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Why do birds eat plastic?

Updated Friday, 30th August 2019

The photos of birds killed by bellies full of plastic waste are harrowing - but why do they eat the stuff in the first place? The OU's Miranda Dyson explains.

Albatross at Midway Atoll Refuge showing the plastic rubbish in its stomach Copyright free  image Icon Copyright free: US Fish And Wildlife Service The unaltered stomach contents of a dead albatross chick photographed on Midway Atoll National Wildlife Refuge in the Pacific in September 2009 include plastic marine debris fed the chick by its parents.

We have all seen pictures of dead birds and whales and other species with nothing in their stomachs but plastic - Have you ever considered why seabirds eat plastic and why they seem so badly affected by plastic pollution? Well, its because so many of the so-called tube-nosed birds, which include petrels, shearwaters and the magnificent albatross among other species, are attracted to plastic by their sense of smell.

Tube-nosed birds such as the albatross travel vast distances across the ocean to find food which occurs in patches so the search is much like finding a needle in a haystack out there in the “big blue”. To find food, these birds use their keen sense of smell. Their food includes fish, squid and also small crustaceans known as krill, which they locate by detecting a chemical (called dimethyl sulphide or DMS) that is released by the cells of marine algae when krill eat it. DMS therefore serves as an olfactory cue that alerts the birds to the presence of krill.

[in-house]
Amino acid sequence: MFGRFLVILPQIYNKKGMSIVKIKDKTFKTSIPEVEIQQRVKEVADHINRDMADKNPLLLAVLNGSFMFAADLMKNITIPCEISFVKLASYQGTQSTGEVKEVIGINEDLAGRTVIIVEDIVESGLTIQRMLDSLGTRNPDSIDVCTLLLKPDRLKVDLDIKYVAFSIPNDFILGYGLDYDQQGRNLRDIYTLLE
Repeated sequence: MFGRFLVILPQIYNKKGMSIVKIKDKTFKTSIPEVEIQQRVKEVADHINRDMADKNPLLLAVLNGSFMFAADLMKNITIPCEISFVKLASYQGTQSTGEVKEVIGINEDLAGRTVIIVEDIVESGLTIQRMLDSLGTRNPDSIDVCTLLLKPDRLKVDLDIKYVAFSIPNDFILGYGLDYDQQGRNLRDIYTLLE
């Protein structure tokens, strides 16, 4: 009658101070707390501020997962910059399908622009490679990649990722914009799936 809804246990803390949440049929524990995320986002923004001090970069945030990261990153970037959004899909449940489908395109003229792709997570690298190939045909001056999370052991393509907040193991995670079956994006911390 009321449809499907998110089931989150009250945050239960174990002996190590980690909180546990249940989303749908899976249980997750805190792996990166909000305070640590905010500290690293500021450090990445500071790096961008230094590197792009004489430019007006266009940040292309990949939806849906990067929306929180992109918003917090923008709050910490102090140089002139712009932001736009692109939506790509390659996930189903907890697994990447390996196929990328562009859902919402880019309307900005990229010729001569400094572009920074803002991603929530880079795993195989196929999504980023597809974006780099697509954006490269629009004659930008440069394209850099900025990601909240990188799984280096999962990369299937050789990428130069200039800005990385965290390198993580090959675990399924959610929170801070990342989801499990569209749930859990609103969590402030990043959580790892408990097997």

When plastic has been in the ocean for a while it becomes coated with algae, and in a recent study biologists from the University of California at Davis found that this results in the plastic having high levels of DMS associated with it. The levels are higher than normal background concentrations found in the environment, and well above levels that tube-nosed seabirds can detect and use to find food. To the birds, the presence of DMS is an indication that food is about, not algae, but krill feeding on algae. This prompts foraging behaviour with the result that the birds ingest plastic.

So, in addition to looking like food, plastic debris in the ocean may also confuse seabirds that hunt by smell.

From BBC News Online: Marine plastic - Hundreds of fragments in dead seabirds






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